politics

UNIVERSAL HUMAN RIGHTS : WHO DEFINES THEM AND HOW?

The UN’s Universal Declaration of Human Rights was updated towards the end of last year – thus, demonstrating that its universality was not that universally accepted. This is a statement guaranteeing equal treatment, non-discrimination, and the right to life regardless of colour, race or language. In November 2010 the UN General Assembly’s Third Committee on Social, Cultural and Humanitarian issues removed the phrase “sexual orientation” from a resolution addressing extrajudicial, summary or arbitrary executions. Gay and lesbian groups claim that the removed “sexual orientation” from the resolution gives the green light for gays to be murdered by governments, death squads and vigilantes without cause.

Al-Azhar's Grand Imam declares support for a constitutional, democratic state

In a document that read more as a short constitutional declaration, Al-Azhar defends universal human rights and rejects 'the theocratic state' as un-Islamic and autocratic by nature

In a statement titled “Al-Azhar Document” and read on national television, the Grand Imam of Al-Azhar, Ahmed El-Tayeb, the country’s highest religious authority, outlined his institution’s vision on key political, social and economic issues that have been subject to raging debates across the country for months.

[Turkey] Election Time

It's election time. Probably the most important elections of your life and you're not invited.

Turkey goes to the polls on Sunday 12 June 2010 and if the governing party gets a big enough mandate, they could be unleashed to provide the country with a new constitution that helps the country jump a good distance.

Or the power could get into the heads of the government and they may become authoritarian and/or a part of the problem (that is always a risk).

This will shape the future of Turkey and also have repercussions on the wider region.

Time to keep watching what happens.

A problem with the Alternative Vote

I read the other day that the yes campaign for the alternative vote in the upcoming referendum had falled behind the No campaign.

I am not sure which is better, but I have a few issues with the Alternative Vote (AV).

A Major one is that the voters of the least popular opponents will be "double counted" first.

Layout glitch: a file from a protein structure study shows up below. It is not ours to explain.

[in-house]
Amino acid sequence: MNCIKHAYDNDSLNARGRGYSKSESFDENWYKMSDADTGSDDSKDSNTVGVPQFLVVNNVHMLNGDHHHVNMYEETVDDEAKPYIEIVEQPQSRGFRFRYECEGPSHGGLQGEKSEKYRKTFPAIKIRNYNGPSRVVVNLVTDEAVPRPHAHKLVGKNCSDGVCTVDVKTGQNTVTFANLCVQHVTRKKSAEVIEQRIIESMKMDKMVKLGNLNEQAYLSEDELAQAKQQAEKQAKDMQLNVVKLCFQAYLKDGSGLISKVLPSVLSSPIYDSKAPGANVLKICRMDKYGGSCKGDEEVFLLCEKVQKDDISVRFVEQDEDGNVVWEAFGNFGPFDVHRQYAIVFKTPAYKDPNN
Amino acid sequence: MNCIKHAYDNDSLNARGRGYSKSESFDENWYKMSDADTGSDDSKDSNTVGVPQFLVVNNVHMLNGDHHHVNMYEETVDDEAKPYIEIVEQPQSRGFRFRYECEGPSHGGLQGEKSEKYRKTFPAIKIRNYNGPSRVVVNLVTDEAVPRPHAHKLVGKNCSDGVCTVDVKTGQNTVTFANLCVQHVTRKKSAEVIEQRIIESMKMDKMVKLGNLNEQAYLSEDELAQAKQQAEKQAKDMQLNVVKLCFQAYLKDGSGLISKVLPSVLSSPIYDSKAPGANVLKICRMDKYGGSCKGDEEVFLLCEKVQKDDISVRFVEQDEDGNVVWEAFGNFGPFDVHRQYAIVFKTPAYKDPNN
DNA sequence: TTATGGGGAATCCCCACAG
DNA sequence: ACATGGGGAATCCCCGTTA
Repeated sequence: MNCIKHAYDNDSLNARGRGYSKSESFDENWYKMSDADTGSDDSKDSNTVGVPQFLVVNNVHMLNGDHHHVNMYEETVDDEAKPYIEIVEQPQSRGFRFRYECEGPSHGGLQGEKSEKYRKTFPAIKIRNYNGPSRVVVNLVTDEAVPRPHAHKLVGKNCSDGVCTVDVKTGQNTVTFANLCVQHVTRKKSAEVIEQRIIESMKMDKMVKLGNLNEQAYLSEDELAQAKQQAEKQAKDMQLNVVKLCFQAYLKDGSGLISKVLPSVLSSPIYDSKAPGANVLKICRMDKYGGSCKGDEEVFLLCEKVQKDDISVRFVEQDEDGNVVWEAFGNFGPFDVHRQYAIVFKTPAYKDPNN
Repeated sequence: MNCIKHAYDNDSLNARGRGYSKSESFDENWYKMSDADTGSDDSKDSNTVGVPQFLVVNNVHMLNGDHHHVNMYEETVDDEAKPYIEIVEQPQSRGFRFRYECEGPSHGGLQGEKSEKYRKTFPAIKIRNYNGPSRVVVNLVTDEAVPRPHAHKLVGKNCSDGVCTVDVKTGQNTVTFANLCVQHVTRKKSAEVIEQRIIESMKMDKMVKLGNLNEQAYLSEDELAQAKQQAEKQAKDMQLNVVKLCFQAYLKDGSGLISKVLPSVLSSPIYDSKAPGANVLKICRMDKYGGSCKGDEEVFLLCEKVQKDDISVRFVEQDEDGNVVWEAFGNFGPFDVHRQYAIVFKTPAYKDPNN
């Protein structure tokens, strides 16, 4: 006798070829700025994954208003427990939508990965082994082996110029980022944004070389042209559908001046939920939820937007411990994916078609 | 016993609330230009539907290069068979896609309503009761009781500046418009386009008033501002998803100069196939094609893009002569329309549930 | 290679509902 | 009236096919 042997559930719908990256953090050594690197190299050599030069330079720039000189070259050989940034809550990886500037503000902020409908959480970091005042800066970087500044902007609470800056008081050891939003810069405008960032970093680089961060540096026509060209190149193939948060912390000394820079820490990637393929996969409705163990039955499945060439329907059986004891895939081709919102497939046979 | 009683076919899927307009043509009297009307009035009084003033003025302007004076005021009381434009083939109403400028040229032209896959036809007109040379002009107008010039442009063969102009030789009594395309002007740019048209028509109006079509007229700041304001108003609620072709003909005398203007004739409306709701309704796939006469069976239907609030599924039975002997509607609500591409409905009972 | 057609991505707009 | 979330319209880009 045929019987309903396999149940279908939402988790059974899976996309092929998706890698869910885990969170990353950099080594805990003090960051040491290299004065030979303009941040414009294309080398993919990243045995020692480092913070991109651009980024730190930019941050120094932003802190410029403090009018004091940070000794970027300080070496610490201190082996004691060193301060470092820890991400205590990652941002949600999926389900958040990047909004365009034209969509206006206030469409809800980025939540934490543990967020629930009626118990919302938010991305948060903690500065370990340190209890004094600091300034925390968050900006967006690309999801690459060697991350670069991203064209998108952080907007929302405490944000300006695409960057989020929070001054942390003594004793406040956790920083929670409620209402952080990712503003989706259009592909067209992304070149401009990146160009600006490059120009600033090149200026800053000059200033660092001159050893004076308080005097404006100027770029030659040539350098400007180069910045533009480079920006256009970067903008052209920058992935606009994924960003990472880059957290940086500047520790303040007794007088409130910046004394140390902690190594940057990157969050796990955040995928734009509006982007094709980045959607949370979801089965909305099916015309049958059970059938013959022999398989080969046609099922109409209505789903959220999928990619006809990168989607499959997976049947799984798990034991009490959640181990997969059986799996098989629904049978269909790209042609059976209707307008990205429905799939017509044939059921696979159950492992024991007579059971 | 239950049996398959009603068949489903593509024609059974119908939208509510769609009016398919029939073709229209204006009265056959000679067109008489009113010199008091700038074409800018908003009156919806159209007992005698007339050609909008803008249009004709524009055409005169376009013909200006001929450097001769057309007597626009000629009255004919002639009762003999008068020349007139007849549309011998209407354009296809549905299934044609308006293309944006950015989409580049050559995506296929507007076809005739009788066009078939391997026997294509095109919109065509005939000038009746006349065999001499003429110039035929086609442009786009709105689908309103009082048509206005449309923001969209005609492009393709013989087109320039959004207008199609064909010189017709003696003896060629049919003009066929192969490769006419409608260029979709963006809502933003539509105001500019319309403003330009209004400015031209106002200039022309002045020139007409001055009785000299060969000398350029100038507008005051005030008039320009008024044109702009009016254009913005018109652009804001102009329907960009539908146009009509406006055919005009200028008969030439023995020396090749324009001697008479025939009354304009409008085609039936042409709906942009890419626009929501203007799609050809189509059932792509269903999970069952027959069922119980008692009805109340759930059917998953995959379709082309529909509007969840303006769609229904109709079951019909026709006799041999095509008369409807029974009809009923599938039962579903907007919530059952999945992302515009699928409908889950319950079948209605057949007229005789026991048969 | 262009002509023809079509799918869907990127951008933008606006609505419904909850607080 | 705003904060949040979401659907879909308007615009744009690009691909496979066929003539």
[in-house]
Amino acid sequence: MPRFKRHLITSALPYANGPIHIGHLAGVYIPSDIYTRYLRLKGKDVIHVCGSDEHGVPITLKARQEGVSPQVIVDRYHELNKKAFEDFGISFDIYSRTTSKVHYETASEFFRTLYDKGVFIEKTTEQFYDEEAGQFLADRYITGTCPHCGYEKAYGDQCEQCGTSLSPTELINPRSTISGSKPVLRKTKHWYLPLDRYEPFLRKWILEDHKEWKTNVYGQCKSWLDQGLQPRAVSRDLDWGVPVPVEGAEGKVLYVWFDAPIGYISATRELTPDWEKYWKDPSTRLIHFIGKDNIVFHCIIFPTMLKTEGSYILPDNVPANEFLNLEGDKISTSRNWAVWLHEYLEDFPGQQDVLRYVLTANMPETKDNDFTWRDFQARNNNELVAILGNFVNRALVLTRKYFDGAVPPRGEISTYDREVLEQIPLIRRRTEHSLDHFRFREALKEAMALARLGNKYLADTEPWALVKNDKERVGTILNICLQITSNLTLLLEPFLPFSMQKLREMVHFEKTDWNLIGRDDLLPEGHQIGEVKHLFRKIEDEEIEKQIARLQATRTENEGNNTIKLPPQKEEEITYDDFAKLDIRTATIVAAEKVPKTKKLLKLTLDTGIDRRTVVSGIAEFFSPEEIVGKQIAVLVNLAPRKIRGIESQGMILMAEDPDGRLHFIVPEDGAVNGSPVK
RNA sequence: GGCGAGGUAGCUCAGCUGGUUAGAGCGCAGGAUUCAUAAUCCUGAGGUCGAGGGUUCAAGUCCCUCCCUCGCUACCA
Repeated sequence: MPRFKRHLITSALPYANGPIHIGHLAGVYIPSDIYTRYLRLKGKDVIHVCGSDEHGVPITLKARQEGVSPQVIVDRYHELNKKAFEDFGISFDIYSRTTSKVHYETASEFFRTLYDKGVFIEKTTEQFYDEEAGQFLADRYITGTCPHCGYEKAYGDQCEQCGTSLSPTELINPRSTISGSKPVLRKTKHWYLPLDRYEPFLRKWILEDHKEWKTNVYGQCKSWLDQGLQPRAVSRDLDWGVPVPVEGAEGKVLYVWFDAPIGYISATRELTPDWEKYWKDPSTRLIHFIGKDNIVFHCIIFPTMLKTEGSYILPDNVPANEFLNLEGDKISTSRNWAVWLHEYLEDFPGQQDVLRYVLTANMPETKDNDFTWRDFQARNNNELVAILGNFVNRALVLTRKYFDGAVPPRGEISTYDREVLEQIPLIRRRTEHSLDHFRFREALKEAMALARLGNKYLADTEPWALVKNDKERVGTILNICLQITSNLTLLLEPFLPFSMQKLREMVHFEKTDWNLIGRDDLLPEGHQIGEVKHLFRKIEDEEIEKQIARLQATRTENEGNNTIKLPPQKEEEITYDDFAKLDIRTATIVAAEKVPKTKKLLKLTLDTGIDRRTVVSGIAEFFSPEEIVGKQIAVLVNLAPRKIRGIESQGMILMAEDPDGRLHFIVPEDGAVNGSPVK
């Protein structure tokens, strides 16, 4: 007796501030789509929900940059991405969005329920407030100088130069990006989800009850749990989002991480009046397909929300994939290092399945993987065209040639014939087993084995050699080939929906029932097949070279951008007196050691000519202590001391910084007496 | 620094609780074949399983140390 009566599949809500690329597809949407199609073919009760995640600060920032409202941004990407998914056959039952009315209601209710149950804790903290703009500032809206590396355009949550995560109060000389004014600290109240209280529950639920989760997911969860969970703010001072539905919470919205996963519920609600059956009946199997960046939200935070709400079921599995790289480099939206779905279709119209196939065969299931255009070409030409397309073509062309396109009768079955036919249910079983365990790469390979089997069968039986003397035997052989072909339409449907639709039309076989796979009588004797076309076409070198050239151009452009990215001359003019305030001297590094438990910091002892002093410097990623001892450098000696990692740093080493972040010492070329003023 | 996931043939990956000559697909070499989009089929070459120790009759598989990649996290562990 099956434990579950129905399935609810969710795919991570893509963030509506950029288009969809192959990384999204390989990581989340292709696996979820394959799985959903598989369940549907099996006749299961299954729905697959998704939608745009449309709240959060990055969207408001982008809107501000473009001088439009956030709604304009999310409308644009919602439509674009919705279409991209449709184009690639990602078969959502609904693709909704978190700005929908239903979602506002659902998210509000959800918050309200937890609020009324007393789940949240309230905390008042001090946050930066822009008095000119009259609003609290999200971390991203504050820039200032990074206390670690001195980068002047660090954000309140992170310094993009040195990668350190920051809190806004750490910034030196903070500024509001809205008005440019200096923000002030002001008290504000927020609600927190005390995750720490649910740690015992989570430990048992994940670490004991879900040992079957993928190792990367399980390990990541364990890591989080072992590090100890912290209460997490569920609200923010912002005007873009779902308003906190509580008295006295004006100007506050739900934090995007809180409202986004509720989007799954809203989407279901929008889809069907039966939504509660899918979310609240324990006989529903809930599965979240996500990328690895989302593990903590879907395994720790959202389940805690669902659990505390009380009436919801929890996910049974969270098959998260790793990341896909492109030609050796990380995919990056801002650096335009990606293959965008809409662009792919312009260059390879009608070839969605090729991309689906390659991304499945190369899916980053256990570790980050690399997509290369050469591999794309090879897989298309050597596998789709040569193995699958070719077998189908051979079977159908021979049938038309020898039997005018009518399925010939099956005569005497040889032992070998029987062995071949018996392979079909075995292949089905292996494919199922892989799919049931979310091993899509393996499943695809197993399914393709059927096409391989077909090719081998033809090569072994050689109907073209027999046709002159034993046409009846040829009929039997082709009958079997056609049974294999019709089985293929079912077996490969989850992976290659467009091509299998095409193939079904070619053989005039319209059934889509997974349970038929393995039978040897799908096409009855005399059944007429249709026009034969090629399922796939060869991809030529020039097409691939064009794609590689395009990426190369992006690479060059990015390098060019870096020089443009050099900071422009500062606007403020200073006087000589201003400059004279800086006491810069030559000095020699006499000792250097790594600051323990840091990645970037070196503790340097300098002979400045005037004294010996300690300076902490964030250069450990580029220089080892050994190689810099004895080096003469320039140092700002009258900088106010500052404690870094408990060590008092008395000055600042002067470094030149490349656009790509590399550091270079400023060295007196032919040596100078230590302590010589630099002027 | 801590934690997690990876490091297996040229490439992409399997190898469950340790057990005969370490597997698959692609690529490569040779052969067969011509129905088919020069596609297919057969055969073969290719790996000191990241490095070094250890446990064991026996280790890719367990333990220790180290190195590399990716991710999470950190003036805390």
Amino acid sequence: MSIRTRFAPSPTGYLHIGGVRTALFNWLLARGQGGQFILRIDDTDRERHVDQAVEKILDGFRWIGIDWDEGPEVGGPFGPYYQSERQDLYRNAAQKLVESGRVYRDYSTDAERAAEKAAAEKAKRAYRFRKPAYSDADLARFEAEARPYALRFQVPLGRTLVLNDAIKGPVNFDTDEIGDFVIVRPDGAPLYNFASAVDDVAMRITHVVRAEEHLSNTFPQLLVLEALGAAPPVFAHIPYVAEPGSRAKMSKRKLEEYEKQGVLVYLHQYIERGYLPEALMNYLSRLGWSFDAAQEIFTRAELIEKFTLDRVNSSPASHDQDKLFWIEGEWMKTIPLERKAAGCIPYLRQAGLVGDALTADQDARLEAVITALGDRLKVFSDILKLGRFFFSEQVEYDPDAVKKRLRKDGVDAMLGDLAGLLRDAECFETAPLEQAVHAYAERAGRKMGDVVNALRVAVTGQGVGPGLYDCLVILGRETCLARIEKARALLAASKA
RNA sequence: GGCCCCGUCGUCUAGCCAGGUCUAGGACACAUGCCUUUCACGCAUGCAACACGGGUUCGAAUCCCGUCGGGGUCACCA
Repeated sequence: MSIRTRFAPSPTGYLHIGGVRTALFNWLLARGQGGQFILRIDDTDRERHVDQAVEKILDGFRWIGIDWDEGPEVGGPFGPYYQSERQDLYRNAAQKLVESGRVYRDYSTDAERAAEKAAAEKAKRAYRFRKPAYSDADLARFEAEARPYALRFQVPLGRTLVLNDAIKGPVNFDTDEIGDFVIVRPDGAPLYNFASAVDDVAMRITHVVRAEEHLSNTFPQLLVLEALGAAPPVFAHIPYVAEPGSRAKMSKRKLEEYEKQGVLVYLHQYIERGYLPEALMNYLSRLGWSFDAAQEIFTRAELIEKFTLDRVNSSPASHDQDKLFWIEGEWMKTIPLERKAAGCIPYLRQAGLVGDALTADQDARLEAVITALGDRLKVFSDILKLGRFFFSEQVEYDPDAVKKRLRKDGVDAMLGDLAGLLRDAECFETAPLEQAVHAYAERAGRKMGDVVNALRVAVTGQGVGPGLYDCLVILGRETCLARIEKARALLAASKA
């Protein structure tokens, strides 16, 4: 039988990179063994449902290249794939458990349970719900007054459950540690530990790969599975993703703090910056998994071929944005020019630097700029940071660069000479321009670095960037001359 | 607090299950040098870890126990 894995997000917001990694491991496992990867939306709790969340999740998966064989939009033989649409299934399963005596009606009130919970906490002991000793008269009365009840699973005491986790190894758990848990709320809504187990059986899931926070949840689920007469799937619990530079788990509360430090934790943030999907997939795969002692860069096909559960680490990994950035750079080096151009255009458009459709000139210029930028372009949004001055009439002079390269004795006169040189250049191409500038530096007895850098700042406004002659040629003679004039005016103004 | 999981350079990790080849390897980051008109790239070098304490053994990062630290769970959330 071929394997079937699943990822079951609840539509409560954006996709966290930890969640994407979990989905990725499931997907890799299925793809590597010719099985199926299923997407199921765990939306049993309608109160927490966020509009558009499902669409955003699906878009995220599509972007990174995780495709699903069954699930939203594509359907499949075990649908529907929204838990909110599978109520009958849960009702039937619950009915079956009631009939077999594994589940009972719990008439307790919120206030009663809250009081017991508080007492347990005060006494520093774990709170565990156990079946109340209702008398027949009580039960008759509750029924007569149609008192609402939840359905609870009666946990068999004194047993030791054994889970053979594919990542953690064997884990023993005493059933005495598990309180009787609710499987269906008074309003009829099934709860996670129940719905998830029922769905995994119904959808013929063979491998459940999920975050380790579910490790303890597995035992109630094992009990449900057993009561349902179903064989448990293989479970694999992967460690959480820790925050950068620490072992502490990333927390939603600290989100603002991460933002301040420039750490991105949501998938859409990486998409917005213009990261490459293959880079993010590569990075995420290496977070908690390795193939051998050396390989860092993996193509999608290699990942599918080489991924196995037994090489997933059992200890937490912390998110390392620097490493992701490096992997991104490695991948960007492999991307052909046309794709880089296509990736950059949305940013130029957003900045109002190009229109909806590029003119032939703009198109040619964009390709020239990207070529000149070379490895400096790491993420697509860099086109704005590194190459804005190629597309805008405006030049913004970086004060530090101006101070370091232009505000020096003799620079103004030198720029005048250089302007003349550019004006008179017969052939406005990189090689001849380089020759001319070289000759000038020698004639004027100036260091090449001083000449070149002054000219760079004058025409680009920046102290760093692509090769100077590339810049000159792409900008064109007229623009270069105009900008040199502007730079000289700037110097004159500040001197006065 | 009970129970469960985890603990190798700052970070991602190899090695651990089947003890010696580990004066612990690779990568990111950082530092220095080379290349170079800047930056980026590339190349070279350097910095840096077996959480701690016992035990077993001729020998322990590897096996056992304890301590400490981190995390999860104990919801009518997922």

An Example:

Party A: 40%
Party B: 30%
Party C: 20%
Fringe Party: 10%

Since neither party has reached the required vote, the BNP candiate will be knocked off the list and his voters second choices used. The voters who voted for the Fringe Party will in essence have two votes.

(in the above scenario, the voters for Party C will also have 2 votes as with the redistribution of the Fringe Party vote, it will still be unlikely for anyone to have reached 50%.)

Oldham East and saddleworth, Take 2.

I mentioned before how I was not too fussed about who won in Oldham East.

But now I think there are two potential candidates to vote for:

1. Kashif Ali as the token Muslim Tory who almost turned it into a three horse race last time around.
2. Elwyn Watkins, the Lib Dem guy who should have won last time around.

and those are in no particular order. Why the sudden change?

Labour just don't get privacy/liberty.

In recent days I have heard of two different incidents which tell me that Labour just does not get the idea of the right to privacy and liberty.

First, there was the suggestion that speed cameras should be "reversed" to also "reward good drivers". Ofcourse this would mean tracking each and every journey to decide who the good drivers are etc, instead of only keeping on record those that speed.

and now after the Jo Yeates murder, another Labour MP has suggested that all men in Bristol should submit their DNA for testing in order to find the killer.

Maybe its what being in power for 143 years does, but Labour seriously need to sort out their views on civil liberties and right to privacy.

Oldham East and Saddleworth By-Election

The By-Election to choose the replacement for Phil Woolas will be on Thursday 13 January 2011.

He is out, which is a good result. as for the people running in it, there is no compelling option.

The Lib Dems have proven themselves to be a bit Weasely.

Labour while it has a new leader, still needs to remember its past.

The Tories have no chance in hell, not that they are even trying.

So voter advice: stay at home. All options are the same, even though it would be good to see the Lib Dems get a kicking.

The civil war among Muslims in Britain

The previous government’s controversial programme for preventing violent extremism is currently being reviewed by the Home Office. How did it happen that programmes which were introduced with the aim of promoting “community cohesion” and preventing the influence of violent extremists ended up achieving the opposite of what they set out to achieve? Since the introduction of such programmes British Muslim communities have been engaged in what is effectively a ‘civil war’ which has left young Muslims (the intended beneficiaries of the programmes) further marginalised and more vulnerable to extremist ideas.

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